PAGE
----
N- and C-Terminal Truncations to Enhance Protein Solubility and Crystallization: Predicting Protein Domain Boundaries with Bioinformatics Tools

  • Christopher D. O. Cooper
  • Brian D. Marsden
Part of the Methods in Molecular Biology book series (MIMB, volume 1586)


Soluble protein expression is a key requirement for biochemical and structural biology approaches to study biological systems in vitro. Production of sufficient quantities may not always be achievable if proteins are poorly soluble which is frequently determined by physico-chemical parameters such as intrinsic disorder. It is well known that discrete protein domains often have a greater likelihood of high-level soluble expression and crystallizability. Determination of such protein domain boundaries can be challenging for novel proteins. Here, we outline the application of bioinformatics tools to facilitate the prediction of potential protein domain boundaries, which can then be used in designing expression construct boundaries for parallelized screening in a range of heterologous expression systems.

Key words

Bioinformatics Protein expression Protein solubility Protein structure Domain BLAST PSIPRED Hidden Markov Model (HMM) Alignment Secondary structure 



The SGC is a registered charity (number 1097737) that receives funds from AbbVie, Bayer Pharma AG, Boehringer Ingelheim, Canada Foundation for Innovation, Eshelman Institute for Innovation, Genome Canada, Innovative Medicines Initiative (EU/EFPIA) [ULTRA-DD grant no. 115766], Janssen, Merck & Co., Novartis Pharma AG, Ontario Ministry of Economic Development and Innovation, Pfizer, São Paulo Research Foundation-FAPESP, Takeda, and Wellcome Trust [106169/ZZ14/Z]. C.D.O.C. thanks the University of Huddersfield for support.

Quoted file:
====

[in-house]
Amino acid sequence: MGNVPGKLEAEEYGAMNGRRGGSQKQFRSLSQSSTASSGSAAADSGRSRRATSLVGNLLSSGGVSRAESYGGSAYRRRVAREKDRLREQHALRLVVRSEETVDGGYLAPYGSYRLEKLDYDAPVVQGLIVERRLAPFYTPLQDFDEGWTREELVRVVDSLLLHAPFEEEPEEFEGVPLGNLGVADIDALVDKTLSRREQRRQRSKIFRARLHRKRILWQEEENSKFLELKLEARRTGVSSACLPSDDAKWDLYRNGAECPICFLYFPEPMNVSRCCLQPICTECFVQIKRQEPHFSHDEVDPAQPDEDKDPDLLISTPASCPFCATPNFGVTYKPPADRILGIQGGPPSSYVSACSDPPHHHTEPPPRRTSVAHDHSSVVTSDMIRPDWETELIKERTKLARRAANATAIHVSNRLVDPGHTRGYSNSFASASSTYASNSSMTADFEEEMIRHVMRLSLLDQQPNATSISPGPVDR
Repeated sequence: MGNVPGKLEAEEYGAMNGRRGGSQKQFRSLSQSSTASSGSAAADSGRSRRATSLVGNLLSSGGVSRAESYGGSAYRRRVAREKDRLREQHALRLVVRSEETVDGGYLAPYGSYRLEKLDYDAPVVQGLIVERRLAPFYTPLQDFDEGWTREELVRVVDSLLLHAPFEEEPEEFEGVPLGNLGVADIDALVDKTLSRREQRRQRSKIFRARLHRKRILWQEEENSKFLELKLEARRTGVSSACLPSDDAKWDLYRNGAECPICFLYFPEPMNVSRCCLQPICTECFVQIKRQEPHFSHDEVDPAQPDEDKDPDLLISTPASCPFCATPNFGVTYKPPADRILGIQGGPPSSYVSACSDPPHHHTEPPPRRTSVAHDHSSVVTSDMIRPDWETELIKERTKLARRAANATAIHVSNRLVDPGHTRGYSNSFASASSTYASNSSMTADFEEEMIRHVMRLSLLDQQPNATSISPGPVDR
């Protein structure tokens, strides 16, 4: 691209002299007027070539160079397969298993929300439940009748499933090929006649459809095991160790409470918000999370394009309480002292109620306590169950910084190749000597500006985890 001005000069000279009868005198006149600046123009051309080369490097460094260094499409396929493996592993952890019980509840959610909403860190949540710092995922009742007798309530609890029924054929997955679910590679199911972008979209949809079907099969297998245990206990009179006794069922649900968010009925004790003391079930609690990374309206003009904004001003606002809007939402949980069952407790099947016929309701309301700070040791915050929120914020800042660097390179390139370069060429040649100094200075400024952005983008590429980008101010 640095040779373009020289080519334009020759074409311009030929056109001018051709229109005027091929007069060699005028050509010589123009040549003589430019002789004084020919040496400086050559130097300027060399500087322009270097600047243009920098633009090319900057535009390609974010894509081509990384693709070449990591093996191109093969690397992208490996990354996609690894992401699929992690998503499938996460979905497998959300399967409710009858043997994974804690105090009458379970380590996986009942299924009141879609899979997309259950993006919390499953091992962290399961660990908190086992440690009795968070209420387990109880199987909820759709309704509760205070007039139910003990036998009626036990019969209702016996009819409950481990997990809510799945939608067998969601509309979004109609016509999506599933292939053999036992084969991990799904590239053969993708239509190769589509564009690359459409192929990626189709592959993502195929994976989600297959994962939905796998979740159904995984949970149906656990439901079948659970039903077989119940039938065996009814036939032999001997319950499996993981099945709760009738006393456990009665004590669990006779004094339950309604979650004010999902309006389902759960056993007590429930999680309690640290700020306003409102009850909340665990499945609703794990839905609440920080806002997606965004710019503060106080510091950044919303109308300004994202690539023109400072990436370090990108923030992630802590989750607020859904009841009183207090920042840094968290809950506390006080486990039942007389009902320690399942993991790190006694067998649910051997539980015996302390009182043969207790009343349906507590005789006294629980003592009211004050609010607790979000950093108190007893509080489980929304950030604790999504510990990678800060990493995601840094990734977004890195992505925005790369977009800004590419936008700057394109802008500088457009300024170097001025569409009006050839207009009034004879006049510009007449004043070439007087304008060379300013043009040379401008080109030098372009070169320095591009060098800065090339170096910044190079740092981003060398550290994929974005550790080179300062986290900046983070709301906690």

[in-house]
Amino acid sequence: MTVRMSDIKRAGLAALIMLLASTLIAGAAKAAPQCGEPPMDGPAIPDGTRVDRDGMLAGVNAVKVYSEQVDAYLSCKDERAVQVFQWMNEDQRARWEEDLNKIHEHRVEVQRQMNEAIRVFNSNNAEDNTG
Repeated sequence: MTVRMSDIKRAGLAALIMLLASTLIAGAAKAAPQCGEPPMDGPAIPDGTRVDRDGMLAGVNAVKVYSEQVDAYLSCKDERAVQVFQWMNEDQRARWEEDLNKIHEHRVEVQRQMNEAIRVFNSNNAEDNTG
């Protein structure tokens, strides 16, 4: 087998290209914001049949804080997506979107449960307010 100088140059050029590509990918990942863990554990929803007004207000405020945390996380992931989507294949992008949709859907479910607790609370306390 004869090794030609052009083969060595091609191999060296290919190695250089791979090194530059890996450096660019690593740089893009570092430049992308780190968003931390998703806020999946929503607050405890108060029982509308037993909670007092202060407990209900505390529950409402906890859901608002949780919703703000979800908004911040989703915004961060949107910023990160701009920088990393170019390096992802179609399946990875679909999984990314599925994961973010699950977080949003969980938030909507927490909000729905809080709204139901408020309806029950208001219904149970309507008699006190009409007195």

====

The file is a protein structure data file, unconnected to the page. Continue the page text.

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Copyright information

© Springer Science+Business Media LLC 2017

Authors and Affiliations

  • Christopher D. O. Cooper
    • 1
  • Brian D. Marsden
    • 2
    • 3
  1. 1.Department of Biological Sciences, School of Applied SciencesUniversity of HuddersfieldHuddersfieldUK
  2. 2.Structural Genomics Consortium, Nuffield Department of MedicineUniversity of OxfordOxfordUK
  3. 3.Nuffield Department of Orthopaedics, Rheumatology and Musculoskeletal Sciences, Kennedy Institute of RheumatologyUniversity of OxfordOxfordUK

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